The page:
Schalmont Central School District residents will head to the polls on Tuesday, May 16, to vote on a $47.2 million budget proposed for the 2017-18 school year. After extensive deliberation, the board and administration have developed a budget that includes $800,000 in spending reductions and uses another $800,000 from fund balance. Along with these reductions and use of savings, this district is asking taxpayers to consider a 1.46 percent increase in the tax levy ($406,127). This increase is the district’s tax levy limit or “cap,” which requires a simple majority vote (50 percent plus one) to pass.
Overall, in the proposed budget, spending is up by 1.45 percent (or $675,959) over the current year’s budget. Voters will also decide on a bus purchase proposition and elect two board of education candidates on May 16. Voting will take place at Schalmont High School.
The budget includes the funding to continue many strategic initiatives, including integrating technology into classrooms across the district and offering elective and advanced high school courses. The $800,000 in spending reductions that were made to pare down an initial “rollover” budget so that the tax levy stayed at the district’s cap for next year, include BOCES services, supplies, extracurricular clubs, some athletic expenses, a teaching assistant position and two teaching positions. However, based on enrollment class sizes are not expected to rise.
“We are dedicated to providing the best education possible to our students with the resources that we have available,” Superintendent Dr. Carol Pallas said. “We have been listening closely to our community and made the decisions necessary to stay within the confines of the tax cap. While making cuts is not easy, we worked to develop a balanced budget that continues to meet student needs and prepare them for the future.”
Some retirement savings, state aid and fund balance (district savings) also helped close the gap that was estimated at the start of the process. The funding increase for Schalmont in the final state budget was greater than anticipated, which helped the district be more conservative in the use of savings than initially planned.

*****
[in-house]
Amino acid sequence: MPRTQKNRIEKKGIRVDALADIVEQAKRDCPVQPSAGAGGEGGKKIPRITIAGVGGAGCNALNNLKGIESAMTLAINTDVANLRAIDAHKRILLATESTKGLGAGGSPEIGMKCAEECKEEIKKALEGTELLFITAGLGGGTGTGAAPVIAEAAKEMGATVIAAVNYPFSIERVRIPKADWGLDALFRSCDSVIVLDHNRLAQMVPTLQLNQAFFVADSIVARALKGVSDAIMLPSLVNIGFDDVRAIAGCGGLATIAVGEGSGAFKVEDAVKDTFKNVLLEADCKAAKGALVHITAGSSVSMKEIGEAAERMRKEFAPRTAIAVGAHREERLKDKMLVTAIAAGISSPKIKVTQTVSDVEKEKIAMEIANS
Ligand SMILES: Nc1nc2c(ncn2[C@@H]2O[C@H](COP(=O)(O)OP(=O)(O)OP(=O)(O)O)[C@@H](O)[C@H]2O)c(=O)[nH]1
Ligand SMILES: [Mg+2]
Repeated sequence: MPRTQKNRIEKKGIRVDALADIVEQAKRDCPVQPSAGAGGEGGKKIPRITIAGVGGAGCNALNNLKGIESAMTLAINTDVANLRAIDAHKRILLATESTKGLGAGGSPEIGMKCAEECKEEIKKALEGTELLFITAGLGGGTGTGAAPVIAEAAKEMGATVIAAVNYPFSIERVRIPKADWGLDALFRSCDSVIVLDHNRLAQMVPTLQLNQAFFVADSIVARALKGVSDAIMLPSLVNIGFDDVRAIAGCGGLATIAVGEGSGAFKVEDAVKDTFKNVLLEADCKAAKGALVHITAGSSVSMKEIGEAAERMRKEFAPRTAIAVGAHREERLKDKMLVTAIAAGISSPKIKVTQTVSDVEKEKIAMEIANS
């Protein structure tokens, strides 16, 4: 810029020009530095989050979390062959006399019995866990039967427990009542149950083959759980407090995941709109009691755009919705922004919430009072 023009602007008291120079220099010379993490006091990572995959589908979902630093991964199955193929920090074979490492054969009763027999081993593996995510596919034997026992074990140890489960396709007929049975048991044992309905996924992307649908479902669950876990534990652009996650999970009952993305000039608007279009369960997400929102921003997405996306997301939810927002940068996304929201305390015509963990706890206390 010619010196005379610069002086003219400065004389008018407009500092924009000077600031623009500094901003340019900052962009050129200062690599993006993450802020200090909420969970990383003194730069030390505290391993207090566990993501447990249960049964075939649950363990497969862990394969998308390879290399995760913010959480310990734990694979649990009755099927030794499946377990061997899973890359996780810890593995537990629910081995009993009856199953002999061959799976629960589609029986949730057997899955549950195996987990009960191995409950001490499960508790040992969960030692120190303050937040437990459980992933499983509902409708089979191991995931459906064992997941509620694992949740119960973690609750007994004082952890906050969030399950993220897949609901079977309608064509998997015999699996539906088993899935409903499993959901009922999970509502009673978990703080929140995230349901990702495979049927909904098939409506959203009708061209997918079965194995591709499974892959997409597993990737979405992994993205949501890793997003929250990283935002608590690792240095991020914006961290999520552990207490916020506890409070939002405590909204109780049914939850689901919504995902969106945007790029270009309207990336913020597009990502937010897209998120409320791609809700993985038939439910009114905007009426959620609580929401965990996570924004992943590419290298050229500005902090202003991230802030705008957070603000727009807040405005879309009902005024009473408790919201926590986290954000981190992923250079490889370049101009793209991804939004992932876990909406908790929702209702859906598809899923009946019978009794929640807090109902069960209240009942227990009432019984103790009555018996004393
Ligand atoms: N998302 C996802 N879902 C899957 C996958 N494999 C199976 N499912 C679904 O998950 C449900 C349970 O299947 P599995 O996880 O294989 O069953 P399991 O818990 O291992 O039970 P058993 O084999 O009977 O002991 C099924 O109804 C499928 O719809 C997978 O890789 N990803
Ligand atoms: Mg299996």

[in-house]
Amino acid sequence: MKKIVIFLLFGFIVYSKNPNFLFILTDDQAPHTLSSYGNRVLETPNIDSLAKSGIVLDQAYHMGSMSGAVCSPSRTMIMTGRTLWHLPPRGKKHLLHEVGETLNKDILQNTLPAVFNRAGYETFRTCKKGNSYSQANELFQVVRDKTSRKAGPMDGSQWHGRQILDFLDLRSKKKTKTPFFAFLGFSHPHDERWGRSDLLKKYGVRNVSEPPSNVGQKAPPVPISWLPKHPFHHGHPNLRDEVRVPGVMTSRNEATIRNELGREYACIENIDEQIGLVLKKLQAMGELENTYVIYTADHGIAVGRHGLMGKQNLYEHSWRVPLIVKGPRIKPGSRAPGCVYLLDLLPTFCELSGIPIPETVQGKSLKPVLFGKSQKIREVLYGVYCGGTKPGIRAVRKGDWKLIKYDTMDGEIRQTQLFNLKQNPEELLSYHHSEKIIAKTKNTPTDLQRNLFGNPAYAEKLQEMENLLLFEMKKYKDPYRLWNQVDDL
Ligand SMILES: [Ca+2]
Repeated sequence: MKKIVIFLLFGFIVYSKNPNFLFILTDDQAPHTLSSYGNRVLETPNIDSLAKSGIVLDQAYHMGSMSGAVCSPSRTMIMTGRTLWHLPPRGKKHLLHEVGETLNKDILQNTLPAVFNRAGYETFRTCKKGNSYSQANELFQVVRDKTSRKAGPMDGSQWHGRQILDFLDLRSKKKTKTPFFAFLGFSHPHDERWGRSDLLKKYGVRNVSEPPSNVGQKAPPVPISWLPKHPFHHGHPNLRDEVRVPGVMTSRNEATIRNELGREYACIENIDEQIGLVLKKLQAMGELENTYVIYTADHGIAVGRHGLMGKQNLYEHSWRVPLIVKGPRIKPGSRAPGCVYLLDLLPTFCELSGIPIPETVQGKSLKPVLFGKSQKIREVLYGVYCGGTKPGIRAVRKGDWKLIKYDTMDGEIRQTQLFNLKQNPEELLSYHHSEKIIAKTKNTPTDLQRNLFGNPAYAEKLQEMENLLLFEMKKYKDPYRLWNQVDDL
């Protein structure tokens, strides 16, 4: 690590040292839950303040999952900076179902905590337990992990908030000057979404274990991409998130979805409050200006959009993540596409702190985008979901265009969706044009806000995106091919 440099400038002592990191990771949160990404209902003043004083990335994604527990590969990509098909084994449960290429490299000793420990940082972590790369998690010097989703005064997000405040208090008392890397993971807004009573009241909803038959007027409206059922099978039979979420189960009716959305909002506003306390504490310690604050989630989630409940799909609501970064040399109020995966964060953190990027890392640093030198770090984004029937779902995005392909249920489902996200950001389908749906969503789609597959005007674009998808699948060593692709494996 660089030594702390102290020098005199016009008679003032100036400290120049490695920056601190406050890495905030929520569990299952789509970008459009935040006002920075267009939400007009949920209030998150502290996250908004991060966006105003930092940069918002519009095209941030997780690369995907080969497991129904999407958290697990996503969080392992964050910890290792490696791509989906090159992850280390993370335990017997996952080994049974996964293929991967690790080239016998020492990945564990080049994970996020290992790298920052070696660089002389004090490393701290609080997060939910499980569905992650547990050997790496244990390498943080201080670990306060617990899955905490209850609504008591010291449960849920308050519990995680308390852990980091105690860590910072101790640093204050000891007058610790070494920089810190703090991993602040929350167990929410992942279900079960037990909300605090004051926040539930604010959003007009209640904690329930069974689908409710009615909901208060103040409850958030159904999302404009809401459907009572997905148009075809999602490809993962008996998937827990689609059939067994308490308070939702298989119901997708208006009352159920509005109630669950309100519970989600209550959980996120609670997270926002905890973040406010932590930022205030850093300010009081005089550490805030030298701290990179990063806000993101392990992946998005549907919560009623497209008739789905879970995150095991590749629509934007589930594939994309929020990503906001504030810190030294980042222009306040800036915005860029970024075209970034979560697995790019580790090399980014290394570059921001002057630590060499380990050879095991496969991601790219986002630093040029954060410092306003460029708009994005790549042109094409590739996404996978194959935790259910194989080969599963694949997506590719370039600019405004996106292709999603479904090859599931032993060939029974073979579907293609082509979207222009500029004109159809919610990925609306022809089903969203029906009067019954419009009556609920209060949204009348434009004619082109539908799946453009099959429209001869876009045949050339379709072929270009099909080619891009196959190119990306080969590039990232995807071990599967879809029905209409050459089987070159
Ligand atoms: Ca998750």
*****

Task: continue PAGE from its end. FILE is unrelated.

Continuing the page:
The budget process included an Advisory Budget Committee, community forums and Board of Education meetings. Pallas said the message that consistently came through is that families and community members place a high value on education, but are also cognizant of the burden of taxes.
“We are listening and we understand this message,” she said. “Our focus will remain on being as cost-effective and strategic as possible.”
In order to balance the budget, district leaders identified $800,000 in reductions from an initial rollover spending plan. These reductions include:
• The full-time equivalent (FTE) of two teaching positions at the
5th/6th grade level; this is possible due to decreasing enrollment and
would keep classes sizes consistent with the other elementary grades;
• 2.0 FTE teaching assistants;
• A reduction in BOCES special education services, made possible by bringing some students back to the district from BOCES programs and hiring an in-house Teacher of the Deaf;
• A reduction in department supply budgets;
• Reduction of administrator position to 0.5 and hiring new assistant principals as 10 month employees (versus 12 months);
• A reduction in districtwide communications services purchased through BOCES;
• Reductions to non-instructional staff;
• A reduction in extracurricular clubs, junior varsity cheerleading, certain athletic tournaments and transportation
• A reduction of certain elective offerings that have the least student participation;
• Limiting participation in the BOCES New Visions program to students currently enrolled;
• Consolidating bus runs in alignment with the district’s walk/ride policy; and
• A reduction in paper and printer/copier usage
Voters will also consider a separate proposition related to the
purchase of new buses on May 16. The district is proposing to purchase
three new 66-passenger buses, a 28-passenger small bus, and a 24
passenger wheelchair bus at a total cost not to exceed $480,000, which
after state aid is factored in, would cost $230,400.
The number of vehicles in the district's bus fleet would not increase under the proposition because older, heavily-used vehicles that are becoming costly to maintain would be traded in. The older vehicles have logged between 128,000 and 181,000 miles over their lifetime. If approved, the actual cost to the district would be significantly less because of the trade-in value and state aid reimbursements, which cover 51 percent of the cost of buses.
The proposition is part of the district's annual bus replacement plan designed to keep buses in safe, working order while providing stability in the cost to taxpayers.